The dangers of speaking out in Syria

Being a Syrian political or human rights activist requires courage — the government is intolerant of dissent. The 45-year-old state of emergency gives the security police wide powers of arrest and detention, which they use against those who dare to speak out for human rights or in opposition to the authorities.  

Under the long-running state of emergency, a special court – the Supreme State Security Court (SSSC) – was established to try those who dissent or are accused of offences against state security. Created in 1968, the SSSC’s proceedings are grossly unfair and it has sentenced hundreds of people to prison terms.

Defendants before the SSSC tend to be members of unauthorized political parties, human rights organisations, civil society groups and others who may have peacefully expressed opinions that differ from those of the authorities. Yet they are often accused and convicted of vague, widely interpreted and unsubstantiated security offences, such as membership of a terrorist organisation, “exposing Syria to the threat of hostile acts”, “weakening nationalist sentiments”, “opposing the objectives of the revolution” and “inciting sectarian strife.”

Fateh Jamus, for example, was convicted of terrorism, although no evidence was produced in court to indicate that he had ever used or advocated violence. Of up to 1,000 individuals arrested for their suspected involvement in the banned Communist Labour Party, he and more than 20 others were detained for over a decade before they were eventually brought to trial at various times in the 1990s. He was eventually freed in 2000, three years beyond the expiry of his 15-year sentence.

Likewise, Muhammad Zammar was detained for nearly five years without charge before he was convicted in 2007, without any substantiating evidence, of membership of the banned Muslim Brotherhood.

The SSSC is not independent. It is effectively under the control of the executive branch of government and operates outside the ordinary criminal justice system. Its judges are invariably members of the ruling Ba’ath Party and are appointed on the recommendation of the Minister of the Interior.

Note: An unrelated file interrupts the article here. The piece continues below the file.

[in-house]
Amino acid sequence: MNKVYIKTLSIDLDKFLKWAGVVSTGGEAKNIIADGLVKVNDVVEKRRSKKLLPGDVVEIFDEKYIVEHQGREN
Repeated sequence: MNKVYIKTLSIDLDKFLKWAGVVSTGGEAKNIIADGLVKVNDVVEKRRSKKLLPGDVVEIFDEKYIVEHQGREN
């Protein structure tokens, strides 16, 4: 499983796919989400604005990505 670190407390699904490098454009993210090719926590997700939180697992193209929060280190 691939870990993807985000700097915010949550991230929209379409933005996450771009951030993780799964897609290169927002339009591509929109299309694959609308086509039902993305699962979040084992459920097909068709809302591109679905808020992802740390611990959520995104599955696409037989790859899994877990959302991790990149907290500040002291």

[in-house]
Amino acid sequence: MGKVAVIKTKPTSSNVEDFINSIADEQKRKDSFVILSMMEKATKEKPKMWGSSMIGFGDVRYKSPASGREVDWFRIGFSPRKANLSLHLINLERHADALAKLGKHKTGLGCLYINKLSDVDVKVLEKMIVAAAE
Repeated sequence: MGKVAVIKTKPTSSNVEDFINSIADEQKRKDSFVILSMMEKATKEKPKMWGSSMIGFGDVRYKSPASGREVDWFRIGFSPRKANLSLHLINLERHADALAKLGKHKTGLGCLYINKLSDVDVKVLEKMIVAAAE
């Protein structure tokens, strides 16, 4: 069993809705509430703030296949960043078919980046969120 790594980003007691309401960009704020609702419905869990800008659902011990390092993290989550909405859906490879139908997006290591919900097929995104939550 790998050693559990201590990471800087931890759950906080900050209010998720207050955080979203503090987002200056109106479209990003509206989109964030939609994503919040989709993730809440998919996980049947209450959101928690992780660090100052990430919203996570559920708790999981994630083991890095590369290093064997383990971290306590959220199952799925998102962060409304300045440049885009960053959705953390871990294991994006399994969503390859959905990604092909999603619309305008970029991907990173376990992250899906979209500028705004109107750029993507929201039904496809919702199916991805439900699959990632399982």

For detainees and defendants, communication with a lawyer is restricted and rarely confidential. Defendants are unable to meet with a lawyer during pre-trial detention and usually first meet their lawyer at the first trial session, often for just a few minutes. Trials are usually closed to the public. Defendants tried before the SSSC are not allowed to appeal their conviction and sentence to a higher tribunal, in breach of international standards of fair trial.

“The violations do not affect only the detainees [but also] their families and lawyers,” said Razan Zaytounah, a Syrian human rights lawyer banned since November 2005 from working in the court by the SSSC’s president, following an argument during which he is also reported to have insulted her.

The SSSC, she explains, “violates the right of defence and the right of a convicted person to appeal against or challenge their sentence, because its verdicts are final… It does not abide by the criminal procedures applicable to the ordinary legal system [and] this court violates the principle of separation of powers between the executive and the judiciary.”

Even after release, “some effects will in fact haunt you to the grave,” adds Fateh Jamus. “You are forbidden from going back to work, from receiving any compensation and you are subject to a travel ban.”

The SSSC contributes to impunity in Syria – the court has systematically failed to investigate numerous allegations made by defendants that they were tortured during pre-trial detention and interrogation, and that “confessions” were extracted from them under duress.

As Fateh Jamus says, “The fact that an individual may have been tortured at interrogation centres for instance is totally ignored. [The court] does not pay attention to this matter at all. Statements taken or investigations carried out by the security agencies are paramount in handing down judgments on prisoners.”

Amnesty International has repeatedly called on the Syrian authorities to end unfair trials before the SSSC. In the run up to the 45th anniversary of the declaration of Syria’s state of emergency on 8 March, Amnesty International is again calling on Syrian President Bashar al-Assad to fundamentally reform or abolish the SSSC and to ensure that Syria’s courts comply with the country’s obligations under international law.